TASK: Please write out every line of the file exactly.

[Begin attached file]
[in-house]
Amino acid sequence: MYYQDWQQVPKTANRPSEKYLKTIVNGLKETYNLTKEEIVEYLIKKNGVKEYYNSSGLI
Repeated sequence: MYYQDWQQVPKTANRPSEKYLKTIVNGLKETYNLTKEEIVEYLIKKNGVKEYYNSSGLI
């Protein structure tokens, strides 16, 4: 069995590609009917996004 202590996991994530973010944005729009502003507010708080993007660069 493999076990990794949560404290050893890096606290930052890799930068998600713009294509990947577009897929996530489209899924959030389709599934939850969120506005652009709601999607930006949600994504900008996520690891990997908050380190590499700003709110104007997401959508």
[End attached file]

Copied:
[in-house]
Amino acid sequence: MYYQDWQQVPKTANRPSEKYLKTIVNGLKETYNLTKEEIVEYLIKKNGVKEYYNSSGLI
Repeated sequence: MYYQDWQQVPKTANRPSEKYLKTIVNGLKETYNLTKEEIVEYLIKKNGVKEYYNSSGLI
């Protein structure tokens, strides 16, 4: 069995590609009917996004 202590996991994530973010944005729009502003507010708080993007660069 493999076990990794949560404290050893890096606290930052890799930068998600713009294509990947577009897929996530489209899924959030389709599934939850969120506005652009709601999607930006949600994504900008996520690891990997908050380190590499700003709110104007997401959508």